New Labour Laws: Effects on the working hours and annual leave of employees’

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Many provisions of Labour Laws trace back to the time of the British Raj. However, with changing times, many became ineffective or had no contemporary relevance. Rather than protecting the interests of workers, these provisions became difficulties for them.

The legislation web was such that workers had to fill out four forms to claim a single benefit. Therefore, the present Government has repealed the non-useful Labour Laws.

If you are interested in knowing more about labour laws, then keep reading the article.

In this article, we have covered:

How employees’ working hours and annual leave will change under the new labour laws.

Employment laws are one of the most complex and controversial issues in India. A labour surplus economy like India needs to protect its workers. But, the policies guided by this principle make it more difficult for businesses to operate. This hinders the growth of businesses and reduces employment, i.e., getting worse on both sides. Both employer and employee. 

Employment in India is a subject on a common list and so are both central and state-mandated laws. Previous employment laws were outdated and required a major overhaul of the new employment laws enacted by the Centre. 

Most labour laws are based on company size. Hence, companies have created an incentive structure in which they prefer to stay small. For example, the Business Disputes Act (IDA) of 1947 (Section VB) requires companies with more than 100 employees to obtain a state permit. Companies with less than 100 employees shall be excluded from obtaining state permits. Given the commercial costs of complying with these regulations, most companies naturally prefer to keep less than 100 employees. Similarly, companies avoid the Plantation labour Act by keeping the number of employees below 20.

Statistics and figures

An economic study from 2018-2019 says that midgets (meaning companies younger than and older than 10 years old) dominate the Indian economy, stifling job creation and productivity. Although dwarfs make up half of all organized manufacturing firms, their share of labour is just 14.1 percent and just under 8 percent of value-added. The small size of firms means that firms cannot take advantage of economies of scale, which are key to competitive markets such as exports.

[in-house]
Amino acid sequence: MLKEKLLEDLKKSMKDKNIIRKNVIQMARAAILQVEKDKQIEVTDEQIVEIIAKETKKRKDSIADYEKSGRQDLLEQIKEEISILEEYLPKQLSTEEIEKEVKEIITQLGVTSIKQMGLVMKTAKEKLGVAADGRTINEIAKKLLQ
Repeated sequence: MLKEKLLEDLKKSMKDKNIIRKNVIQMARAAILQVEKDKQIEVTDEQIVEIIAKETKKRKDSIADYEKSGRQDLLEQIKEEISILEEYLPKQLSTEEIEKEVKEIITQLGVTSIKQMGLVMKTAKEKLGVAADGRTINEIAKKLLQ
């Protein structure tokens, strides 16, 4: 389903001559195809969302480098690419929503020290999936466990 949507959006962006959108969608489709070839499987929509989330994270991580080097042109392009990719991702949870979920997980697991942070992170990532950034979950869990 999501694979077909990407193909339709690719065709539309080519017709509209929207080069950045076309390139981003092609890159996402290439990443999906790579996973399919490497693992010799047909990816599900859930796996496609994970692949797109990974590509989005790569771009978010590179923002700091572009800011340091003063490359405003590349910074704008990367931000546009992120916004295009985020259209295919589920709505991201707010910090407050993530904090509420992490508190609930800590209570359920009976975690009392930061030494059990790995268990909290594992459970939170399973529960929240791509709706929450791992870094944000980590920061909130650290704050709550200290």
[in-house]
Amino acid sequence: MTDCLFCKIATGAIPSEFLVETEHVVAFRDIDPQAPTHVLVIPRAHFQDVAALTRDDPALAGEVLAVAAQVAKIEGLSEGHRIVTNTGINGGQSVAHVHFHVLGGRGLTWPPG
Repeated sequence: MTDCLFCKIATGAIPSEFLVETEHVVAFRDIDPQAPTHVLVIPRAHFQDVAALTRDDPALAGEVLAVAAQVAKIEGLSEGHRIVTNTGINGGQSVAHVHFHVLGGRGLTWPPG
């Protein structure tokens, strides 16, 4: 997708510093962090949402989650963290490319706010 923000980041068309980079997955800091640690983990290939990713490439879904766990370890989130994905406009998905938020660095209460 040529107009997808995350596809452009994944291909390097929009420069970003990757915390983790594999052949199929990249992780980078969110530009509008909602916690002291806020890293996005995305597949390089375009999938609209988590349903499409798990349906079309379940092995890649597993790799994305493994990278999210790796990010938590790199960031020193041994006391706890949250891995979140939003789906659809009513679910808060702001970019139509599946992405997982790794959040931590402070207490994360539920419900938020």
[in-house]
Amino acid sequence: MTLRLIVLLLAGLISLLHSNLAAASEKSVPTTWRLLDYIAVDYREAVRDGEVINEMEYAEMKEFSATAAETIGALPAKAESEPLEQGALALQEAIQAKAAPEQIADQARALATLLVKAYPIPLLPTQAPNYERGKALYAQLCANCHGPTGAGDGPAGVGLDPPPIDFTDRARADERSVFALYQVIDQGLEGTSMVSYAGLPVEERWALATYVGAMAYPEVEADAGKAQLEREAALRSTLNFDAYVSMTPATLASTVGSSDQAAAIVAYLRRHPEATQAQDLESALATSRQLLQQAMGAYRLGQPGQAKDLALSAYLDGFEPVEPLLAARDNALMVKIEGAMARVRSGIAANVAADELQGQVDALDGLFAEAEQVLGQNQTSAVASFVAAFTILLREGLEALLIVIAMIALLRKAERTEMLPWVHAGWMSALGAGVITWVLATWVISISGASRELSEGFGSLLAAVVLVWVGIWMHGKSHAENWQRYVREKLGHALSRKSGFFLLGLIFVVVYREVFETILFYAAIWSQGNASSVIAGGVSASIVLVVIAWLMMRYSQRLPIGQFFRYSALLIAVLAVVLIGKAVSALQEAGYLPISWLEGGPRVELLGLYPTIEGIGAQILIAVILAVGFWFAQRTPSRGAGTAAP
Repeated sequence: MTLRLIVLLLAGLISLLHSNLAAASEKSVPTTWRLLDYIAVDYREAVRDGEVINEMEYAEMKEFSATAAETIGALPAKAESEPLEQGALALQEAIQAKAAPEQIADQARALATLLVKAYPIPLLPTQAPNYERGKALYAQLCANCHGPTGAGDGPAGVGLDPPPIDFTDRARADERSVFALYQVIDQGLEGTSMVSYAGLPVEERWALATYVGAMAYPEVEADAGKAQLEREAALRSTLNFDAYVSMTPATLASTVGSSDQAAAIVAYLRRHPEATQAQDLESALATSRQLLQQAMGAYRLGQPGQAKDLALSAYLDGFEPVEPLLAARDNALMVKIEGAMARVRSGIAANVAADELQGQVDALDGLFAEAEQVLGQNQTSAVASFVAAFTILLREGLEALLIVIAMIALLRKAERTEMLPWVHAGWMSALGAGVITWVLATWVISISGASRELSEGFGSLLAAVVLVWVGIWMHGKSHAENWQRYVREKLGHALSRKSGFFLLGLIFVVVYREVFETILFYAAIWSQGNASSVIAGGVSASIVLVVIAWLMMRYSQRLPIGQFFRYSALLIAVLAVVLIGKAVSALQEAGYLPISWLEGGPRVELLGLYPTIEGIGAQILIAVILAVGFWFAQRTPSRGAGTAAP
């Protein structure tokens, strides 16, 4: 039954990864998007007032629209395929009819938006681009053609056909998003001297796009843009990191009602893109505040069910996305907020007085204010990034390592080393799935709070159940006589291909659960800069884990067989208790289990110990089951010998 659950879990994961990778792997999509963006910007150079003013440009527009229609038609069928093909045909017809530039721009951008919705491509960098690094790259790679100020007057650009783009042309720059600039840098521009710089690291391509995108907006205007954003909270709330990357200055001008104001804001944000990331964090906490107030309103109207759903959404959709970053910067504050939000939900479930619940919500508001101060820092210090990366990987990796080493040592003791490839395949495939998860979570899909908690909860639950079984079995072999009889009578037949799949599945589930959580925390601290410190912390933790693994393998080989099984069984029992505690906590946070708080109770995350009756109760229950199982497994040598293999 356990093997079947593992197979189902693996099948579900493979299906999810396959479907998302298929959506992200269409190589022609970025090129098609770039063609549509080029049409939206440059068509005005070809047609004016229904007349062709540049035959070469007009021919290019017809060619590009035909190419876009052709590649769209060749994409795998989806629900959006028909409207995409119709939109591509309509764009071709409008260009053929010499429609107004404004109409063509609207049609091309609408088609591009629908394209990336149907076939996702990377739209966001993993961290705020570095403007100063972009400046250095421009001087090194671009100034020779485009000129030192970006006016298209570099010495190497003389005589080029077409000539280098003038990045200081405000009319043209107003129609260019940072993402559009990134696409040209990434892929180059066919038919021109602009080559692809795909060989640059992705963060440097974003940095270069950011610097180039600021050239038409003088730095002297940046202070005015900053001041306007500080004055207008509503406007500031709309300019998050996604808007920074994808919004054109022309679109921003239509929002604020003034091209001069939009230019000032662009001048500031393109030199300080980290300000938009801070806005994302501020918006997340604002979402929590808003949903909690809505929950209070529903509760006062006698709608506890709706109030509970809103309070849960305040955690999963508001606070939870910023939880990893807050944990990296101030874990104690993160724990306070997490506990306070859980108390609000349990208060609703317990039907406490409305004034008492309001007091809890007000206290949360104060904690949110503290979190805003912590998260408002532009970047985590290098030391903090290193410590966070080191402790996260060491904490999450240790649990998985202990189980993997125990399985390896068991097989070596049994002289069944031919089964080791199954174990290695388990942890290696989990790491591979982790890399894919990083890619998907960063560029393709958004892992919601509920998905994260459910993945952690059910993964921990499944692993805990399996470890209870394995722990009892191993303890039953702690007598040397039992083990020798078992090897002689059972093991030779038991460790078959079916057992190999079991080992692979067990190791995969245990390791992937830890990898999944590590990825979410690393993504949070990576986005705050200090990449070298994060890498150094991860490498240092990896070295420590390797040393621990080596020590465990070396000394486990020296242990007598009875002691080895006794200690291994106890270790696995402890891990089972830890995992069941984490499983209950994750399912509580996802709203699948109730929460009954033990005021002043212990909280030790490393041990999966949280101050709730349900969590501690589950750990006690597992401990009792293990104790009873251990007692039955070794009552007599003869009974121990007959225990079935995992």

Another consequence of this restriction was the fragmentation of the labour market as formal and informal. Because manufacturers have small firms, most workers are left out of the formal working process.

It is important to note that the main purpose of labour laws is to provide social security to the workers. Still, during the previous regime, most of the labour laws only protected a small number of legal workers without exception affecting the workers in the informal sector and gaining more protection in trade agreements. Moreover, concert halls and stage workers were not governed by the original labour laws.

What is the new Labour law?

The center expects to implement a series of labour reforms starting July 1. The new rules, if implemented, will bring major and drastic changes to all industries and regions of India. Most importantly, there will be a significant change according to the new rules regarding working hours, EPF, and salary structure.

There have been many reports that the government is planning to imply these policies soon, but still, the government hasn’t made any official statement. The reforms address wages, social security (pensions, tips), employee welfare, health, safety, and working conditions (including the status of women), which are suspended from Indian policies, addressing the growth of global companies.

To date, 23 states have drafted employment policies and regulations based on the new Wages Act, 2019, the Industrial Relations Act, 2020, the Social Security Act, and the Safety, Health and Working Standards Code, 2020, all of which have been approved by Parliament.